Source: Recent Study Reveals More Than a Third of Global Consumers Are Willing to Pay More for Sustainability as Demand Grows for Environmentally-Friendly Alternatives. Oct 2021. https://www.businesswire.com/news/home/20211014005090/en/Recent-Study-Reveals-More-Than-a-Third-of-Global-Consumers-Are-Willing-to-Pay-More-for-Sustainability-as-Demand-Grows-for-Environmentally-Friendly-Alternatives
ESG drives financial markets cunami
Morningstar evaluated short-term, annual performance over the last three years. In 2015–17, managers who considered sustainability in their investment process outperformed their Morningstar category by 57 percent, 55 percent, and 54 percent, respectively.
Morningstar also evaluated longer-term performance of these same funds. Morningstar assigns a 1–5 star rating based on long-term performance. As of the end of 2017, 40 percent of the sustainable funds had 4 or 5 stars, while only 24.5 percent had 1 or 2 stars (the mutual fund universe had 32.5 percent of funds in the top two categories combined).
Source: RBC Asset Management. Beyond the bottom line: The ESG investing advantage. https://www.rbcwealthmanagement.com/gb/en/research-insights/beyond-the-bottom-line-the-esg-investing-advantage/detail/
Pimco, which oversees $2.2 trillion in assets, analyzed earnings call transcripts of about 10,000 global companies between May 2005 and May 2021. From May 2005 to May 2018, environmental, social and governance (ESG) mentions hovered between 0% to 1% of calls. By 2019, mentions rose to 5%, and by May 2021, it was 19%.
Source: Mentions of ‘ESG’ and sustainability are being made on thousands of corporate earnings calls. July 2021. https://www.marketwatch.com/story/mentions-of-esg-and-sustainability-are-being-made-on-thousands-of-corporate-earnings-calls-11626712848
From January through November 2020, investors in mutual funds and ETFs invested $288 billion globally in sustainable assets, a 96% increase over the whole of 2019. I believe that this is the beginning of a long but rapidly accelerating transition – one that will unfold over many years and reshape asset prices of every type. We know that climate risk is investment risk. But we also believe the climate transition presents a historic investment opportunity.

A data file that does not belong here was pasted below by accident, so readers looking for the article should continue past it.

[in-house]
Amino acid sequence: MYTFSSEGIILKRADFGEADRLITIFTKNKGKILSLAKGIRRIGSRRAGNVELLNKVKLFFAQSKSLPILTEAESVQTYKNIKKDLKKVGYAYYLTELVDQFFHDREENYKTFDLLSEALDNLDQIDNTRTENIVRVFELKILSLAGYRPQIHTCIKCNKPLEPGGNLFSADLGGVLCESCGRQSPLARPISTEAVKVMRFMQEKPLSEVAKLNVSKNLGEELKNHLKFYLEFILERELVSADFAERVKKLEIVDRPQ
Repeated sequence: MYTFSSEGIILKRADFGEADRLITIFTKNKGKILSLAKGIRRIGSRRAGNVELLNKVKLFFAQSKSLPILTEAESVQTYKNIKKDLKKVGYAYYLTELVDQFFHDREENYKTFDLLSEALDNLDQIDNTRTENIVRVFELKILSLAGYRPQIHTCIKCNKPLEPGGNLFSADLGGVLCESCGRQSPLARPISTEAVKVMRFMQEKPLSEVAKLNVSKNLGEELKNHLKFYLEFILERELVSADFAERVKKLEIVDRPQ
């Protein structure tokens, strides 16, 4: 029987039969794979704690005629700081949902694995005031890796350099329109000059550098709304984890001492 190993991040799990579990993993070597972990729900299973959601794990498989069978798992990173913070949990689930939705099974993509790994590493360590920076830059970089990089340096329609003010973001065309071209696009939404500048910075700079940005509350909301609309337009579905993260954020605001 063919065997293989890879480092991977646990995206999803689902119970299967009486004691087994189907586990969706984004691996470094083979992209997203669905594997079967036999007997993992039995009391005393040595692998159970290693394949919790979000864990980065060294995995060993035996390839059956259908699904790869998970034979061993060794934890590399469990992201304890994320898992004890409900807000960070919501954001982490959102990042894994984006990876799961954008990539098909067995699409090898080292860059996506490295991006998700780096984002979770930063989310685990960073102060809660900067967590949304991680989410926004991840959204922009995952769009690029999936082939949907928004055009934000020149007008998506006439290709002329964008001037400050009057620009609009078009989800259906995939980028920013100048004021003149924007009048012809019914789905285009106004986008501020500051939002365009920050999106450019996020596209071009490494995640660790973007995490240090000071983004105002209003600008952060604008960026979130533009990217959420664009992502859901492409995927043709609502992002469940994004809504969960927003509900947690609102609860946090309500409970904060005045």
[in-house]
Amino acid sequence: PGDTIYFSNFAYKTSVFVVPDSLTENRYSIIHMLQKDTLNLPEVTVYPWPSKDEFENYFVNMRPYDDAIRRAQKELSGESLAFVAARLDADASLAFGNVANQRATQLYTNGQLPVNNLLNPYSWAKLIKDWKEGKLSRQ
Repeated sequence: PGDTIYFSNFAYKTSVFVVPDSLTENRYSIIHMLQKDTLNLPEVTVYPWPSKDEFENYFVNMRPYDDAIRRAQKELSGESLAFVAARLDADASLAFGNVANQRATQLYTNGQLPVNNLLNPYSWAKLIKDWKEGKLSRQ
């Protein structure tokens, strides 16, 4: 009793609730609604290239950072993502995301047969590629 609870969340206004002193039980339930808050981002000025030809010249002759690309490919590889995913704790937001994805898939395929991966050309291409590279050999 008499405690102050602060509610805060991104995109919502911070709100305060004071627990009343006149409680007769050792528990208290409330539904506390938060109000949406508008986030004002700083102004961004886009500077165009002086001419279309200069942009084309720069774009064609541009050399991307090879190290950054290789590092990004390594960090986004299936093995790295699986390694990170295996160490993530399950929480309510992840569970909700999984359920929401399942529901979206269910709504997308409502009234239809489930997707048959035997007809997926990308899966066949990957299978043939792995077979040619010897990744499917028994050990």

Source: Larry Fink’s annual letter to CEOs. Blackrock. 2021. https://www.blackrock.com/corporate/investor-relations/larry-fink-ceo-letter
If companies do not take ESG factors into consideration as part of their business strategy, they may find themselves exposed to risks such as reputational damage and poor financial performance. However, when properly integrated into the business strategy, ESG factors can be turned into business opportunities.
One example of a potential environmental risk is waste management. If managed improperly, waste management could have a negative impact on a company. Globally, a third of all food is wasted, which is detrimental to the environment. For supermarkets, throwing away food that has passed its expiry date it is costly and it could also damage the supermarket’s reputation with the public. To tackle this issue, several Nordic supermarkets are working to minimise waste by reducing the price of food that is near its expiry date or by using this food in their cafeterias.
Source: Sustainable lending. Danske Bank. https://danskebank.com/sustainability/sustainable-finance/sustainable-lending